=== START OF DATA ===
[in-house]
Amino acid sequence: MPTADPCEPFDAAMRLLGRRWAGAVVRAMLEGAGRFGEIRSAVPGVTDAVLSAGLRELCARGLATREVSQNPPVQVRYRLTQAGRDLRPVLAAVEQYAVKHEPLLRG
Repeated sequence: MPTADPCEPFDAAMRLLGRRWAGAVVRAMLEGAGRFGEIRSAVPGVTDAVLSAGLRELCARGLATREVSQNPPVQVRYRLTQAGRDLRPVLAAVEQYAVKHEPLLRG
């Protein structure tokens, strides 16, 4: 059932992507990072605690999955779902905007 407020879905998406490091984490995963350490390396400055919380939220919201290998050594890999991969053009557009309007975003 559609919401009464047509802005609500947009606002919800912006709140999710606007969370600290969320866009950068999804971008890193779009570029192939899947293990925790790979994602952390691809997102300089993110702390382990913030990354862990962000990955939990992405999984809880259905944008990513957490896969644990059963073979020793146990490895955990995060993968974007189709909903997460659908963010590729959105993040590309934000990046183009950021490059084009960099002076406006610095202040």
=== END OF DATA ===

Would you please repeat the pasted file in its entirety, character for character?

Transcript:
[in-house]
Amino acid sequence: MPTADPCEPFDAAMRLLGRRWAGAVVRAMLEGAGRFGEIRSAVPGVTDAVLSAGLRELCARGLATREVSQNPPVQVRYRLTQAGRDLRPVLAAVEQYAVKHEPLLRG
Repeated sequence: MPTADPCEPFDAAMRLLGRRWAGAVVRAMLEGAGRFGEIRSAVPGVTDAVLSAGLRELCARGLATREVSQNPPVQVRYRLTQAGRDLRPVLAAVEQYAVKHEPLLRG
């Protein structure tokens, strides 16, 4: 059932992507990072605690999955779902905007 407020879905998406490091984490995963350490390396400055919380939220919201290998050594890999991969053009557009309007975003 559609919401009464047509802005609500947009606002919800912006709140999710606007969370600290969320866009950068999804971008890193779009570029192939899947293990925790790979994602952390691809997102300089993110702390382990913030990354862990962000990955939990992405999984809880259905944008990513957490896969644990059963073979020793146990490895955990995060993968974007189709909903997460659908963010590729959105993040590309934000990046183009950021490059084009960099002076406006610095202040």